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DTN Cotton Open: Ticks Slightly Lower Within Tiny Ranges

Ernst Undesser
By Duane Howell DTN Cotton Correspondent February 16, 2017

DTN Cotton Open: Ticks Slightly Lower Within Tiny Ranges

©Debra L Ferguson Stock Images

U.S. weekly upland export sales came in at 222,200 RB and upland shipments slipped to 344,900 RB. Overall cash online sales declined to 4,324 bales on The Seam.

Cotton futures ticked slightly lower within tiny ranges in early dealings Thursday, expanding the overnight trading span only a bit on the heels of the U.S. weekly export sales report.

Most-active May dipped 12 points to 77.16 cents, trading within a mere 38-point range from 77.06 to 77.44 cents on a contract volume of 3,867 lots. March slipped 14 points to 75.57 cents on a turnover of 2,674 lots, July dropped 18 points to 77.82 cents on 728 lots and December eased 7 points to 74.50 cents on 325 lots.

Net upland export sales for shipment this season of 222,200 running bales during the week ended Feb. 9 were up 7% from the previous week but down 34% from the prior four-week average, USDA reported.

Sales went to 19 countries, led by Turkey, Mexico, Vietnam, Bangladesh and Indonesia. Gross sales were 264,900 RB and cancellations were 42,700 RB. Sales for delivery next season rose to 123,300 RB from 46,000 RB the week before.

Upland shipments of 344,900 RB declined 24% from the prior week’s marketing year high but rose 10% from the four-week average. Shipments went to 21 countries. The leading destinations were Vietnam, China, Pakistan, Turkey and Indonesia.

Pima sales for shipment this season of 12,700 RB, up from 4,000 RB the previous week, went primarily to China, India, Pakistan and Thailand. Shipments of the extra-long staple cotton of 18,400 RB rose 55% from the previous week and 54% from the four-week average.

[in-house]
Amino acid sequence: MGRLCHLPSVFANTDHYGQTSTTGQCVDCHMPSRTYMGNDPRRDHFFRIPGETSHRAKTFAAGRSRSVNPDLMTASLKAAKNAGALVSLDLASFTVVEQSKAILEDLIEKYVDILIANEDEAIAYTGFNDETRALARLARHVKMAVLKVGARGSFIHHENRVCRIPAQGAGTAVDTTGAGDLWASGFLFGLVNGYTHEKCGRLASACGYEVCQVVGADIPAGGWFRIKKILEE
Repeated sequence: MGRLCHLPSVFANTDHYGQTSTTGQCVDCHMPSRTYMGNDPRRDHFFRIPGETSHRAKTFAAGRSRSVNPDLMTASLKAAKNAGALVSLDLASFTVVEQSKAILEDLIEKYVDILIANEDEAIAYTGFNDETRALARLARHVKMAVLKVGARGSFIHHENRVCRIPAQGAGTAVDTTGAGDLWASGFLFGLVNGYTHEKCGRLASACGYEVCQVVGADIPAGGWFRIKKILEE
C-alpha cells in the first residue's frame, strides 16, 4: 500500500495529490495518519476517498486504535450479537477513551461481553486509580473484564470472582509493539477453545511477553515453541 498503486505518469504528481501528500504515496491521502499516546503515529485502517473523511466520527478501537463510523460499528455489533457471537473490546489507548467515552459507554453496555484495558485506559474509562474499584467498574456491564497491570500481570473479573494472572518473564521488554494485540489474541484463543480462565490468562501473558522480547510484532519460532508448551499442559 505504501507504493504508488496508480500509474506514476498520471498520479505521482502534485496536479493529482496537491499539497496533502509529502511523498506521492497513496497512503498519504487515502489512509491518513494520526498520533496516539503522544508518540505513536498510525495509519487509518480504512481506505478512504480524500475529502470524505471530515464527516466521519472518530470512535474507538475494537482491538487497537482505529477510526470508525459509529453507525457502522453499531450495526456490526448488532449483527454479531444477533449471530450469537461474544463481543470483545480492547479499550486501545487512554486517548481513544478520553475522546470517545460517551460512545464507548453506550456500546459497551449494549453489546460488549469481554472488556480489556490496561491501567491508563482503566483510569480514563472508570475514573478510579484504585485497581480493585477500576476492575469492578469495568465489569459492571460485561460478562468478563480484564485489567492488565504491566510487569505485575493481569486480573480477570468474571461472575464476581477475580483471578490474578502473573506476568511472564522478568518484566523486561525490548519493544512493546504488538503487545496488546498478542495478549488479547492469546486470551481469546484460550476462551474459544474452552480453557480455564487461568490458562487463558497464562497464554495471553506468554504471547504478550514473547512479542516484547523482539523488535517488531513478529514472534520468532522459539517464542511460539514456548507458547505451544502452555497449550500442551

In outside markets, U.S. dollar index futures traded down 0.395 to 100.770 after closing slightly lower Wednesday, while Dow Jones futures ticked down 25 points and S&P futures 3.25 points following Wall Street’s record-setting run.

Crude oil gained 29 cents to $53.40, Brent crude also was up 29 cents to $56.39 and April gold gained $4.60 to $1,237.70. March corn, March soybeans and March Kansas City wheat were off 0.1% and May Chicago wheat was little changed.

Earlier, Asian stock markets were mixed, down 0.47% in Japan’s Nikkei 225, up 0.47% in Hong Kong’s Hang Seng and 0.51% in China’s Shanghai Composite Index and down in 0.10% in South Korea’s Kospi. European stocks traded lower, down 0.28% in Germany’s DAX and 0.39% in France’s CAC 40. Britain’s FTSE 100 was down 0.28%.

China’s Zhengzhou cotton futures and prices on the China National Cotton Exchanged ended lower. India’s MCX cotton futures were virtually unchanged.

In ICE cotton futures Wednesday, May finished on a moderate loss below the prior session’s inside-range low. May settled even with its 2016 high (77.28 on Aug. 5) after having posted back-to-back settlements above it.

The March-May spread traded from 127 to 165 points carry and narrowed six points to settle at 157 points on a volume of 10,311 lots. May-July traded from 86 to 69 points carry and also narrowed six points to close at 72 points on 3,009 lots.

The inverted July-December intercrop straddle narrowed 81 points to a settlement premium on July of 343 points on a volume of 1,739 lots.

In cash online trading, overall sales declined to 4,324 bales from 8,567 bales on The Seam. Prices averaged a gross 70.59 cents, down from 71.09 cents, with gross premiums over loan values dropping to 19.34 cents from 19.70 cents.

World prices as measured by the Cotlook A Index dropped 25 points to 86.55 cents, widening the premium over the prior-day May futures settlement by a point to 8.60 cents.

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Ernst Undesser
By Duane Howell DTN Cotton Correspondent February 16, 2017